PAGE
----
As students read, a storyboard can serve as a helpful character reference log. This log (also called a character map) allows students to recall relevant information about important characters. When reading a play, small attributes and details frequently become important as the plot progresses. With a character map, students will record this information, helping them follow along and catch the subtleties which make reading more enjoyable!
Using a character map for Shakespeare is even more beneficial. It also allows students to record nuances of characters and identify dramatic foils. The ability to visually see contrasts helps students with understanding, and assists in reviewing. It also makes it easier for students to keep track of the myriad of characters that appear in the play.
Copying the assignment will provide you with both the example above and a blank character map template to customize as you wish. Printing it as a worksheet for your students to complete while reading is a fast and easy way to incorporate this character map into your classroom.
It is important to focus on each of the character's particular love interests and motivations. When Puck creates a love triangle, it further confuses the already complicated situation. Look at the character map below, and take notice of the particular pairings.
View of Love:
Quote about Dreams:
"If you were offended, think of this play as a dream... "
What conflict does this character cause?
Mischief, thy name is Puck! He causes Titania to fall in love with Bottom, and both Lysander and Demetrius to fall in love with Helena.
(These instructions are completely customizable. After clicking "Copy Activity", update the instructions on the Edit Tab of the assignment.)
Create a character map for the major characters.
(You can also create your own on Quick Rubric.)
| Proficient |
| Emerging |
| Beginning |
Character Picture & Scene
The characters and scenes are both appropriate for the book's characters.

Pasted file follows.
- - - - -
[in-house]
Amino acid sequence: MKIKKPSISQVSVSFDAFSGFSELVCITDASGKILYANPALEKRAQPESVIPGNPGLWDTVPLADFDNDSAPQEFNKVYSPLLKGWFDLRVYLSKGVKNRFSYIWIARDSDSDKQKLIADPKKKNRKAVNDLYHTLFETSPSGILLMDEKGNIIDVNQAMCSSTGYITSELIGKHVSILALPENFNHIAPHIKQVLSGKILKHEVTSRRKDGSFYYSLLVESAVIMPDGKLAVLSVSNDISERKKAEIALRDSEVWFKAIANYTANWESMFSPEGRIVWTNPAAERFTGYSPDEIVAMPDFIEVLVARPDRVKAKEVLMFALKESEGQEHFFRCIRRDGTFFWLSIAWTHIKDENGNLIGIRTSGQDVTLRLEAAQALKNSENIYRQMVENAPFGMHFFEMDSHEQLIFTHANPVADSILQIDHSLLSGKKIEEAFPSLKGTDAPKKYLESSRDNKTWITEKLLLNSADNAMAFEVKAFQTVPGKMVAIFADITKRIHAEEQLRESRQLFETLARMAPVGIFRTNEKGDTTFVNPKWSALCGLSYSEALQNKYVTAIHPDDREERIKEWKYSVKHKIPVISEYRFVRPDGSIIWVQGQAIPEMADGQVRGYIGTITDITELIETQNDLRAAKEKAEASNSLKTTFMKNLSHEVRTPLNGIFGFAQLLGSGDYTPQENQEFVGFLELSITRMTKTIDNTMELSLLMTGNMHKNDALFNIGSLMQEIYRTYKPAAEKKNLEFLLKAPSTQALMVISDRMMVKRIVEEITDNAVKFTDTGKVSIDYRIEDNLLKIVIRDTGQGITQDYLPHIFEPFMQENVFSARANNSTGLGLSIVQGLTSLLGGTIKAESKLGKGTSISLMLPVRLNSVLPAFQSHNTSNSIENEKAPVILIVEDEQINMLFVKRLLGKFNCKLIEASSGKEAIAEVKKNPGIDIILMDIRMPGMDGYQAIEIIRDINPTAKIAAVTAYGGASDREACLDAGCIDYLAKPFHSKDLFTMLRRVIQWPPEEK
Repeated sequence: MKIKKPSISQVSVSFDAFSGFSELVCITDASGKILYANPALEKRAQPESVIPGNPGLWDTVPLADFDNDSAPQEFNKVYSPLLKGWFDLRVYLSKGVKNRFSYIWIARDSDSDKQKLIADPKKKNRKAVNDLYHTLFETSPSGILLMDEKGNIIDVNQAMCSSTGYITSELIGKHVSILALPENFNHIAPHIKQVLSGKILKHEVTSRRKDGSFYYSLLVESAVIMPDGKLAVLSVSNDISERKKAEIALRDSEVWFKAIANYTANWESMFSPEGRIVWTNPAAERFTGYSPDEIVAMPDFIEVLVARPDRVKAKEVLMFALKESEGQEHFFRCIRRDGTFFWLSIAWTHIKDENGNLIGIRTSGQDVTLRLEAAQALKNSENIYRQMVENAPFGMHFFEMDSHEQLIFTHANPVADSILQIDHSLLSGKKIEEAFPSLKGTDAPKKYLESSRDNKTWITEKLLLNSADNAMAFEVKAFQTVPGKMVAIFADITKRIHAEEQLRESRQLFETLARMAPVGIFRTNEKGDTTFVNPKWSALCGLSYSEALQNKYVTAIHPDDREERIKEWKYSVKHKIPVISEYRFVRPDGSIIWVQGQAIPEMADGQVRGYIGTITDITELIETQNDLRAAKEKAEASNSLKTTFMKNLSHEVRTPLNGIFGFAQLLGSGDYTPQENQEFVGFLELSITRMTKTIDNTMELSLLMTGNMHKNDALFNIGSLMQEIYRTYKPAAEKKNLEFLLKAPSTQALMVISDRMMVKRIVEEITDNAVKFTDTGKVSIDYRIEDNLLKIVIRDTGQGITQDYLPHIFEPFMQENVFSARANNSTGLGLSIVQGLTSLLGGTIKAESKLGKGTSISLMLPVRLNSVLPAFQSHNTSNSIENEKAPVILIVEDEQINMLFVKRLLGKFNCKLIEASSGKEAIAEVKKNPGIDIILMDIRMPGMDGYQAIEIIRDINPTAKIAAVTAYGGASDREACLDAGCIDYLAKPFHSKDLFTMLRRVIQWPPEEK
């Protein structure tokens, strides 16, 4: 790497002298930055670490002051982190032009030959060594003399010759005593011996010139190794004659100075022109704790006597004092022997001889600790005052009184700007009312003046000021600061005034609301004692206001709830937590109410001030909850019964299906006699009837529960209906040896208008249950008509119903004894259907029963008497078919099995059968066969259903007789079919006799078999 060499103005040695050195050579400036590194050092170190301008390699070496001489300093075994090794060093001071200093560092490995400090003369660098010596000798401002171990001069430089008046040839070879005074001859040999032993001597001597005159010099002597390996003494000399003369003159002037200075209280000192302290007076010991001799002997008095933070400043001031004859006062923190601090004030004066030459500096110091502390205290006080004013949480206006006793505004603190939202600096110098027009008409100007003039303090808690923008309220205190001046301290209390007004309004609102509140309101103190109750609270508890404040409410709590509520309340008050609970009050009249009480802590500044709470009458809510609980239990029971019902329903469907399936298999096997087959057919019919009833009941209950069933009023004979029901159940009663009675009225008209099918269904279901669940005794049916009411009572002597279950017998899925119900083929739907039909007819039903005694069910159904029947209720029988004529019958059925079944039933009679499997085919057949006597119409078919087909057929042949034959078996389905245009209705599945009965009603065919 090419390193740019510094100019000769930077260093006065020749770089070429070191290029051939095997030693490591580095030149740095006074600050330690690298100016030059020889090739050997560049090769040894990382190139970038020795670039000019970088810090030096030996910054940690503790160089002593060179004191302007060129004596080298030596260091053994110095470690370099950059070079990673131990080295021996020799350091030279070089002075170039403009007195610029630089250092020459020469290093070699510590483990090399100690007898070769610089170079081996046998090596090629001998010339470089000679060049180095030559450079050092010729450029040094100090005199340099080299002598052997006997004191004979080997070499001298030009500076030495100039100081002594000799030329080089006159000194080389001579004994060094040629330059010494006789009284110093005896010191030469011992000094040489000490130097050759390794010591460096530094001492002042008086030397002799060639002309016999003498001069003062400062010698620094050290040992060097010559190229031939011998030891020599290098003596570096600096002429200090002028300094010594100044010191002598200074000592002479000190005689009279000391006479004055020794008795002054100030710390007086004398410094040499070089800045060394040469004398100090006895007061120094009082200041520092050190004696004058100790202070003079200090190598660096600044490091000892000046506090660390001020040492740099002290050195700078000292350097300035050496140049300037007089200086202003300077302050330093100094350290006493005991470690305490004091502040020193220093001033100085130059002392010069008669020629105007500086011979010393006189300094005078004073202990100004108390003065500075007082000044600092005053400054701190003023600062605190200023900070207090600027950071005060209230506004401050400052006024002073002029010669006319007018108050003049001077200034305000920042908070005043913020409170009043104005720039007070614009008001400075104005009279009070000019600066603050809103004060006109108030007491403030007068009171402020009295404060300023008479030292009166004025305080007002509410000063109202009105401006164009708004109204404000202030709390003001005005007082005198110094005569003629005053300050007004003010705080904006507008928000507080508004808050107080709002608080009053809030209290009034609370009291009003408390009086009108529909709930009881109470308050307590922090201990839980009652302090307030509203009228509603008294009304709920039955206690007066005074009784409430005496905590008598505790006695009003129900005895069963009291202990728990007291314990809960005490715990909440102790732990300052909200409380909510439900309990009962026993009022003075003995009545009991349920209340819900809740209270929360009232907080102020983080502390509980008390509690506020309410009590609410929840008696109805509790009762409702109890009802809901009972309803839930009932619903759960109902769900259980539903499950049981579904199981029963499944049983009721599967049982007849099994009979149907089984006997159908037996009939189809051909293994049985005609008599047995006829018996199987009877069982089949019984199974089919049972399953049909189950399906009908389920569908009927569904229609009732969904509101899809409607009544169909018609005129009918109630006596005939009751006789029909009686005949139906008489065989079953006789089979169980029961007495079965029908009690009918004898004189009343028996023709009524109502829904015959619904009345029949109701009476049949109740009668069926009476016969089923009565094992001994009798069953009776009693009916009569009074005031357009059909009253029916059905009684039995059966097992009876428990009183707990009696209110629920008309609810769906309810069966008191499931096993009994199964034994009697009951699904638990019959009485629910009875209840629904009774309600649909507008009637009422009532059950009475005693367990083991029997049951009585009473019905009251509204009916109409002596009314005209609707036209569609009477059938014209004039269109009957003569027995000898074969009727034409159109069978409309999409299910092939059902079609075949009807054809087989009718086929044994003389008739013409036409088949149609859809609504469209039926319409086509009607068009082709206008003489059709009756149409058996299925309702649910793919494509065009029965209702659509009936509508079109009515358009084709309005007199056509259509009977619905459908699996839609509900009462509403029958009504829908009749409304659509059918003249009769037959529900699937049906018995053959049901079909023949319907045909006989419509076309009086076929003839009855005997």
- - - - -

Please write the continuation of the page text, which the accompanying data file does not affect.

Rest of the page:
Many of the characters and scenes match the book's characters.
More than half of the characters and scenes do not match the characters in the book.
Accuracy of Notes
Most of the information of the notes is correct.
Many of the notes have correct information, but some are incorrect or missing.
Less than half of the information of the notes is correct and relevant.
Work is complete, thorough, and neat.
Most of the sections of the character map were at least attempted and work is presentable.
Character map is unfinished and/or disorganized.
In a full class discussion, ensure that students understand characterization. Anything a character says or does contributes to characterization, or what others say about them. Understanding characters will help students understand the deeper meaning of the story.
In order to keep characters straight, helping students to build a graphic organizer is a great idea. Students can use quotes from the characters, a simple drawing of each, and other distinguishing characteristics to differentiate characters.
Once the students create a graphic organizer and can understand each character, this will help them to understand the play as a whole and the deeper meanings.
In a Shakespearian play, one of the difficulties for students is the sheer number of characters. Using a character map helps students keep everyone straight. In A Midsummer Night's Dream, there are four different storylines to follow, so a character map will be invaluable.
Conflicts and characters are intricately linked. In A Midsummer Night's Dream, the characters are actively causing conflicts for other characters in the play, and there are many Person vs. Person conflicts. Keeping track of all of this can be tricky.
A dramatic foil is a character who is working directly against another character. They try to get in the way of the character's progress and cause trouble. A Midsummer Night's Dream has many dramatic foils.